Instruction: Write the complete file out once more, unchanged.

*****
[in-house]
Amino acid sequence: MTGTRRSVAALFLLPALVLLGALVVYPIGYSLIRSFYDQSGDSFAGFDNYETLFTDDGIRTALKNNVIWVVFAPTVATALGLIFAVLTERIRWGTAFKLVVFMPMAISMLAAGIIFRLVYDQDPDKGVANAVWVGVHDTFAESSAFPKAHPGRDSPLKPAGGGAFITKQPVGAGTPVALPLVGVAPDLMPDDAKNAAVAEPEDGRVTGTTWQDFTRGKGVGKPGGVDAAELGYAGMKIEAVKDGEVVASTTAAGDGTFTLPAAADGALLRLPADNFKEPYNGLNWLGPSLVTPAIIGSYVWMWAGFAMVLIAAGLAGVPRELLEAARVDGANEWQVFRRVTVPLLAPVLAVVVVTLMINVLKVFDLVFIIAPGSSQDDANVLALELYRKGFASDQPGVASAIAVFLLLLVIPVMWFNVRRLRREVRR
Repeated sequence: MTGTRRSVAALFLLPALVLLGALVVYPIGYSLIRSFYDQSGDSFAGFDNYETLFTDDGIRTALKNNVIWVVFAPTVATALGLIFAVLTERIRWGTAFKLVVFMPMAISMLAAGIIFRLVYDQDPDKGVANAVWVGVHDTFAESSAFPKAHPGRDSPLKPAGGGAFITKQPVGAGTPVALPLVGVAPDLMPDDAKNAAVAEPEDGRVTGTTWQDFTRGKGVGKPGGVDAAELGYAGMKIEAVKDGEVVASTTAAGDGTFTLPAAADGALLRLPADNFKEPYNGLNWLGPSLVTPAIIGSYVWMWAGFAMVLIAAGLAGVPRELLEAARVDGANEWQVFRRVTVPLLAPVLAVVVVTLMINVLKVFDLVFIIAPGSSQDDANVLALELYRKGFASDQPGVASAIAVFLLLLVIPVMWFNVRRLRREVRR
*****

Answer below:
[in-house]
Amino acid sequence: MTGTRRSVAALFLLPALVLLGALVVYPIGYSLIRSFYDQSGDSFAGFDNYETLFTDDGIRTALKNNVIWVVFAPTVATALGLIFAVLTERIRWGTAFKLVVFMPMAISMLAAGIIFRLVYDQDPDKGVANAVWVGVHDTFAESSAFPKAHPGRDSPLKPAGGGAFITKQPVGAGTPVALPLVGVAPDLMPDDAKNAAVAEPEDGRVTGTTWQDFTRGKGVGKPGGVDAAELGYAGMKIEAVKDGEVVASTTAAGDGTFTLPAAADGALLRLPADNFKEPYNGLNWLGPSLVTPAIIGSYVWMWAGFAMVLIAAGLAGVPRELLEAARVDGANEWQVFRRVTVPLLAPVLAVVVVTLMINVLKVFDLVFIIAPGSSQDDANVLALELYRKGFASDQPGVASAIAVFLLLLVIPVMWFNVRRLRREVRR
Repeated sequence: MTGTRRSVAALFLLPALVLLGALVVYPIGYSLIRSFYDQSGDSFAGFDNYETLFTDDGIRTALKNNVIWVVFAPTVATALGLIFAVLTERIRWGTAFKLVVFMPMAISMLAAGIIFRLVYDQDPDKGVANAVWVGVHDTFAESSAFPKAHPGRDSPLKPAGGGAFITKQPVGAGTPVALPLVGVAPDLMPDDAKNAAVAEPEDGRVTGTTWQDFTRGKGVGKPGGVDAAELGYAGMKIEAVKDGEVVASTTAAGDGTFTLPAAADGALLRLPADNFKEPYNGLNWLGPSLVTPAIIGSYVWMWAGFAMVLIAAGLAGVPRELLEAARVDGANEWQVFRRVTVPLLAPVLAVVVVTLMINVLKVFDLVFIIAPGSSQDDANVLALELYRKGFASDQPGVASAIAVFLLLLVIPVMWFNVRRLRREVRR